The October state employment statistics show yet again little change when breaking down unemployment and employment by states. In spite of the national unemployment rate decline, 11 states plus D.C. showed their unemployment rates increased. Twenty-eight states had monthly unemployment rate declines and 11 of the states had no change at all. Below is the BLS map of state's unemployment rates for the month.
Nationally, the unemployment rate was 7.3% for October. There are now three states with unemployment rates above 9%. Congratulations Nevada, you're #1 with a 9.3% unemployment rate. Rhode Island, comes in at 9.2% and Michigan, 9.0%. Illinois is not far behind with a 8.9% unemployment rate as well as D.C. California has a 8.7% unemployment rate. Tennessee, New Jersey, and Kentucky all are at 8.4%. Everybody must have a job in North Dakota, their unemployment rate is 2.7%.
The unemployment change from a year ago nationally has declined by -0.6 percentage points. The biggest improvement has been in Florida, with a -1.5 percentage point change from October 2012. California and North Carolina's unemployment rate declined by -1.4 percentage points over the past year. South Carolina's unemployment rate declined by -1.3 percentage points. All in all, 38 states showed an unemployment rate decline, 10 states plus D.C. increased and two had no change.
The decrease in unemployment rates isn't that news by itself since the rates are declining due to lower labor participation rates, not because many more have found jobs Some of the most populous states having unemployment rates above 8%, five years, ten months since the great recession started.
State monthly payrolls for October look primarily static, or little change. Payrolls increased in 34 states, decreased in 15, and had no change in Pennsylvania and D.C.. By percentages of total payrolls, Wyoming showed a 1.0% increase in jobs, with three states, Delaware, Florida, and Nevada, all increasing monthly employment by 0.7%. Nevada, is still one of the worst places in the country for jobs, as shown above. Yet Kentucky's payrolls dropped by -0.7% in a month and South Dakota by -0.6%. The state of Washington's payrolls dropped by -0.3%.
For the year, everyone gained jobs except for Alaska, by -0.9% and Washington D.C., whose payrolls dropped by -0.1% for the year. North Dakota, our one state booming, on fire economy, showed a 3.5% annual payrolls gain, Florida with 2.5% and Idaho, Texas both increased payrolls by 2.4%. Below is the BLS map of payrolls annual change, based on percentages. Two states, plus D.C. had zero or less payroll growth from a year ago. Seventeen states showed annual payroll growth of between 0.1 and 1%. Twenty-five states showed payroll growth between 1.1% and 2.0%. Five states between 2.1% and 3.0% and North Dakota is in a class by itself. While still poor, this is an improvement from the past year ago change for payroll growth where most states shows growth below 1.0% for a year.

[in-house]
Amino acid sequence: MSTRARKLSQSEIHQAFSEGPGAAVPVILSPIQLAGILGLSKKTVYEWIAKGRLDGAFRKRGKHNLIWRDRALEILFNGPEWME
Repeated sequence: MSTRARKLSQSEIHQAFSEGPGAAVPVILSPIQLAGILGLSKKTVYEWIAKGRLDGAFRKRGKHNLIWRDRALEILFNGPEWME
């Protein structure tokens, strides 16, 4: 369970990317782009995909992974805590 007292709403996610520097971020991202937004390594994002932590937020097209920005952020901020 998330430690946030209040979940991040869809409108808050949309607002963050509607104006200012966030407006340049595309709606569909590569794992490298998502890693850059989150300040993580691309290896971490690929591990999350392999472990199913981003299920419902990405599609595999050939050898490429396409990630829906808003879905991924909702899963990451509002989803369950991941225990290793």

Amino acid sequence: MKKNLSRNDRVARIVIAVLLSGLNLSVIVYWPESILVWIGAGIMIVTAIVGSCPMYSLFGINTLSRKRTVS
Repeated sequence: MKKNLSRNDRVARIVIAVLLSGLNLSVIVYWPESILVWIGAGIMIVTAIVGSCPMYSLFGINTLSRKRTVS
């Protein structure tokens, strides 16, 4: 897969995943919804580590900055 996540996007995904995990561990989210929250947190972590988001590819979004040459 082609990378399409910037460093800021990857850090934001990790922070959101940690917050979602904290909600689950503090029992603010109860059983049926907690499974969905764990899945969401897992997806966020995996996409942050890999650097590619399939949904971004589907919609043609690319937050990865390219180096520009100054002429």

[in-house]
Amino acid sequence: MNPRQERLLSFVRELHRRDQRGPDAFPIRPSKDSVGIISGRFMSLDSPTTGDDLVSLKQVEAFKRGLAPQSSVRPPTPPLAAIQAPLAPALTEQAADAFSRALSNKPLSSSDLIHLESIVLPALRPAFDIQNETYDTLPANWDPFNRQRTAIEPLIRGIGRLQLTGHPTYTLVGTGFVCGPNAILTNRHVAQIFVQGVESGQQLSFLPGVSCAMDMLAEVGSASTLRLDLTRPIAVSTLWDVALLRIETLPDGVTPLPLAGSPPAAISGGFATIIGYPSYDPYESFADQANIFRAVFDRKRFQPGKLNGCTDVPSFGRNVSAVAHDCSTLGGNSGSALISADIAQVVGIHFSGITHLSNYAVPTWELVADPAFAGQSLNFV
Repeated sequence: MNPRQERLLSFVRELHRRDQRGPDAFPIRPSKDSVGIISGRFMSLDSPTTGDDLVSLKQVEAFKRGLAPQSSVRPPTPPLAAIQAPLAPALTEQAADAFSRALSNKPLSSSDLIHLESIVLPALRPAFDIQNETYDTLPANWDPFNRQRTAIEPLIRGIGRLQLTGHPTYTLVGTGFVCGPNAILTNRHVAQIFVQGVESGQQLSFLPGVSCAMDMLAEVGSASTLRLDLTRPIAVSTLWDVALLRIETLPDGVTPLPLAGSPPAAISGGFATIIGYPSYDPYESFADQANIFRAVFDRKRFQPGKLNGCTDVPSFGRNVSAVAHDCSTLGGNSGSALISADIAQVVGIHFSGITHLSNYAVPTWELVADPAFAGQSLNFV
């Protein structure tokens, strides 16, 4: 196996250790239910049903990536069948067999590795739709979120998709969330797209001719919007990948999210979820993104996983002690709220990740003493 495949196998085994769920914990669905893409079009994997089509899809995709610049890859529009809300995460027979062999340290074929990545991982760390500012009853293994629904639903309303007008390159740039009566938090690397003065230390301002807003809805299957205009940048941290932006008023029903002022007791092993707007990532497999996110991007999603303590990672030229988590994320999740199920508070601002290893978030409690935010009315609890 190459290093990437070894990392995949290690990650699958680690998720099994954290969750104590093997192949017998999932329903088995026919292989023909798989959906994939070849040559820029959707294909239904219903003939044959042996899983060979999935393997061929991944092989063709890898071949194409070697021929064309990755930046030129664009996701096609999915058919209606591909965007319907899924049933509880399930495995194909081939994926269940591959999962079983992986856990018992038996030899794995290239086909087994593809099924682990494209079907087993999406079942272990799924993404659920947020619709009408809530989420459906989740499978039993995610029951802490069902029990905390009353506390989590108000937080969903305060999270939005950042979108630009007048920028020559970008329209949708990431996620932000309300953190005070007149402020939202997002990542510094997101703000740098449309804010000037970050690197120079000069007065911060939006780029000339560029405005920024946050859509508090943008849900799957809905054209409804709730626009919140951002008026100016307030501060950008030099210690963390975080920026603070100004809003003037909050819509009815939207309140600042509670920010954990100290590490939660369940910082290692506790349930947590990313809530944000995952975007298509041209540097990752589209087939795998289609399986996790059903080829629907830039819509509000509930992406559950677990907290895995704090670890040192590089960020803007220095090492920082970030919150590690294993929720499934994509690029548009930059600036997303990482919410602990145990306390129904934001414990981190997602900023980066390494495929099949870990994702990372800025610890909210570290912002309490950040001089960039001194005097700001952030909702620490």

Another statistic available is the civilian, non-institutionalized population to those actually employed ratios per state. Below is the BLS map for the annual 2012 population to employment ratios and October's rates are here. Overall, those rates haven't changed much from the 2011 averages. One can see except really low ratios and the states in beige are the only ones with more normal percentages. What this implies is beyond the potential large populations of those in retirement, there are clearly large populations not being counted as part of the labor force who are capable of being so. When one sees a low population to employment ratio along with a high unemployment rate, most likely this implies people are not being counted as unemployed.
Generally speaking from the above maps, some states are way worse on employing their residents than others and some of this is demographics, beyond the types of industry and employers resident in a particular state. The west in general has large regions where unemployment rates are still through the roof.
Below is a county by count map of unemployment rates but only updated to August 2013. The below map is still very useful to see within each state where the highest unemployment is. Notice how large areas in the West are purple. Many of these areas are rural, sparsely populated. Counties with large cities typically have lower unemployment rates, but there are exceptions. For October 2013, Los Angeles has a 9.7% unemployment rate, NYC is 8.7%. Chicago is also off the charts with a 9.1% unemployment rate as is Detroit, at 9.5%. We do not have figures for Las Vegas, but from the below map, we can bet the city still looks like a labor neutron bomb exploded above it Also notice the highest unemployment rates along Eastern Kentucky and the Mississippi river area. Some of these areas used to have strong manufacturing, now shipped overseas.
All above maps were created by the BLS.